Caveman Cuisine: Happier than a Pig in...

What can I say, I can't get enough of throwing butts in my crock.  (Before you say "Say what?!", let me clarify that by "butts" I mean pork butts and by "crock" I mean crock-pot.)

You might recall that I have cooked up quite a few butts over the past few months, and as such, have gradually refined my methods.  Through these efforts, I've found that coconut water is the ideal cooking medium, and a simple dry rub, applied to the butt the night before, is really the only preparation required. When these factors combine with the "low and slow" heat of a crock pot, magic happens.

Turning the crock-pot on the morning before work, upon your return 8 hours later you're greeted by the intoxicating aroma of meat and spice.  When the lid of the crock-pot is removed, a great escape of steam carries the scent to the deepest centers of your brain (Caution: Swooning may occur).

A dark, bubbling broth ensconces the perfectly cooked porcine flesh and with the slightest tug, the shoulder bone will slide free.  The meat, having literally melted, has become become "finger tender" and falls apart at the slightest touch.

Ribbons of unctuous flesh are consumed immediately and, if modesty and "balance" is exercised, some make their way to top a copious pile of fresh vegetables, dressed with a simple drizzle of cultured sour cream.

Welcome to heaven.


1 5lb Pork Butt (aka "Boston Butt")
Dry rub (I used a simple mix of sea salt, hot paprika, black pepper, garlic and onion powder)
1 16oz can of pure coconut water (I like "Amy & Matt's" brand)


The night before, rub the pork butt with a generous amount of dry rub, making sure to coat the entire butt.  Wrap the spiced butt in plastic wrap, place on a dish, and put in the refrigerator overnight.

When you are ready to start cooking, place the pork but in your crock-pot.  Add the entire can of coconut water and set on "low".  Leave the crock-pot covered for the entire 8 hours of cooking time.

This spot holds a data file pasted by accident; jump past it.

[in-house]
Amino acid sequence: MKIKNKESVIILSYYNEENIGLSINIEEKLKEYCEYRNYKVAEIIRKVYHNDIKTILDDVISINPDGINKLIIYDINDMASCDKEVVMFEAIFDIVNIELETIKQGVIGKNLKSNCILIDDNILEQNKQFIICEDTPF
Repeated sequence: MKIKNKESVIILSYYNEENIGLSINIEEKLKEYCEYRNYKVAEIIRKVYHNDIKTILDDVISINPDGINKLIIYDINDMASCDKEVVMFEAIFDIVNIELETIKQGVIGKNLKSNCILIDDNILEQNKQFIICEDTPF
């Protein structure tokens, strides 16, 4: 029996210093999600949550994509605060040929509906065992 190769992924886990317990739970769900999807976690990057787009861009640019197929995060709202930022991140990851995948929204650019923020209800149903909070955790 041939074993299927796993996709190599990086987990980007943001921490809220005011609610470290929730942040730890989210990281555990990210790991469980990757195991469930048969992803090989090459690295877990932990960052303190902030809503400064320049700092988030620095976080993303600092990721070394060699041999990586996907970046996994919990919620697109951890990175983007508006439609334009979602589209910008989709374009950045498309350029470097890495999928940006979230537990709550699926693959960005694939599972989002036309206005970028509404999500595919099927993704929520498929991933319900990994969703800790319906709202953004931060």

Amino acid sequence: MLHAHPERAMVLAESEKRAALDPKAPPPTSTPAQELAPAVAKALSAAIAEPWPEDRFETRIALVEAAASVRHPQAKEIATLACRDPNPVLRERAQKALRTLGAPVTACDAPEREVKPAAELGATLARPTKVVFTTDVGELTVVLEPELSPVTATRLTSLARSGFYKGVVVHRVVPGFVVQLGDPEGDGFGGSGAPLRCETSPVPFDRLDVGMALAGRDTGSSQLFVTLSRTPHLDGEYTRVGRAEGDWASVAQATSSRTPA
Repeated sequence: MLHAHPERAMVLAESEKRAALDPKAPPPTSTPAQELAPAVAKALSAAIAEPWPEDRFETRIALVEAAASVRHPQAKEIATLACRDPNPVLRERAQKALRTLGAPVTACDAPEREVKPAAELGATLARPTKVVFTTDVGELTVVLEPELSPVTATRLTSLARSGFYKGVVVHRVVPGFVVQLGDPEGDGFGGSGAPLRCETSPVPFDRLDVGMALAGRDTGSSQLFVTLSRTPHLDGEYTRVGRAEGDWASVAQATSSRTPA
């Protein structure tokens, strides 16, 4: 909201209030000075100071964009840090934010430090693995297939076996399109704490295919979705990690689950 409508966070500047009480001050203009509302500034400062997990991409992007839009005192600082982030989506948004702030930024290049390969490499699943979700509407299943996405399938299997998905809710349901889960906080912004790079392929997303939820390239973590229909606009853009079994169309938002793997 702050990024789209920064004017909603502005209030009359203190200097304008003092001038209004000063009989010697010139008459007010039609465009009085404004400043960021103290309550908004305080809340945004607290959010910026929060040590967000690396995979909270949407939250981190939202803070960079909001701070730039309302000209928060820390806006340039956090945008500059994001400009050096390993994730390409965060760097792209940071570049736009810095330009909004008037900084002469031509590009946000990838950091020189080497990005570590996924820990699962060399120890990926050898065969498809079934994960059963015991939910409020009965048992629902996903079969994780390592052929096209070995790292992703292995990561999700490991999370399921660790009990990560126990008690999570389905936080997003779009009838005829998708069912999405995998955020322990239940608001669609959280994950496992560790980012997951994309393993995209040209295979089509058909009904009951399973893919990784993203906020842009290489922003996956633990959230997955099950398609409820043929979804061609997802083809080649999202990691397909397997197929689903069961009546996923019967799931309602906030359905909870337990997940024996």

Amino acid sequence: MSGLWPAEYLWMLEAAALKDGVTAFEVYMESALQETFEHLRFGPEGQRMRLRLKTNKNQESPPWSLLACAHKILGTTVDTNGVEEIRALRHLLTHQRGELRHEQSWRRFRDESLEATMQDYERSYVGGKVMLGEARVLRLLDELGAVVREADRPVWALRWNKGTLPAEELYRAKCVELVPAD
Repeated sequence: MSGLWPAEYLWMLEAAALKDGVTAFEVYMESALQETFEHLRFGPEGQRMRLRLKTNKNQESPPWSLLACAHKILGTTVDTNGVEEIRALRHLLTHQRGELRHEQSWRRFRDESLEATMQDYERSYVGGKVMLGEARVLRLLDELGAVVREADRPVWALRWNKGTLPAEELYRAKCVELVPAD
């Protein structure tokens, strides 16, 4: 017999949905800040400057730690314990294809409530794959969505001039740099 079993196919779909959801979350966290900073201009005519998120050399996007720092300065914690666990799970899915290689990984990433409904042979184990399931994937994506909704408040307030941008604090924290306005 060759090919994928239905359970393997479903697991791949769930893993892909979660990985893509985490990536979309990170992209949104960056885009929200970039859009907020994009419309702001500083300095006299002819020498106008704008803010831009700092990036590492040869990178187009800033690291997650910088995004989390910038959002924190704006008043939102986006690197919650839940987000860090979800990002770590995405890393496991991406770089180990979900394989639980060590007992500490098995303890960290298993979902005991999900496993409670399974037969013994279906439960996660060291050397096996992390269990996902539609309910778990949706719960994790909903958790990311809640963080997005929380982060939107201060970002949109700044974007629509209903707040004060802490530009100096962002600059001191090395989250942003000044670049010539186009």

Bonus Recipe! 

 "Getting Jiggly with It" - Eggs poached in a spicy, porky broth
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About Unknown

Tony is the host of the Paleo Magazine Radio podcast, author of "Paleo Grilling: A Modern Caveman's Guide to Cooking with Fire", and Cofounder of Powerful PT, an innovative information resource for Fitness Professionals. He has appeared on numerous local and national television and radio broadcasts and regularly hosts healthy cooking workshops and informational lectures. He is also a full-time Personal Trainer and Wellness Consultant who lives in Jacksonville Florida with his wife Jamie.
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  1. I don't have any coconut water, but I do have coconut milk. Do you think it would turn out about the same? I can't see why not, but I've not worked with coconut water before.

  2. Lily, Since coconut milk is much higher in fat and is much thicker than coconut water, I would recommend diluting coconut milk with regular water before using it in this recipe. The reason being that I would be concerned about the coconut milk evaporating down more quickly (higher fat content and lower total water content) and possibly resulting in a burnt butt!

  3. Hey Tony. That is exactly what we decided on! I have a big butt (I cannot lie) so I couldn't get too much extra liquid in there, but it is 1 can of milk and about ½ a can of water and the liquid level has stayed about the same. 30 more minutes an I hit 8 hours! Smells awesome and I can't wait to tear it up.

  4. Sweet! I hope you love your butt as much as I do! (Interesting side note, a "pork butt" is actually a pork shoulder. The bone in your "butt" is part of the shoulder blade!)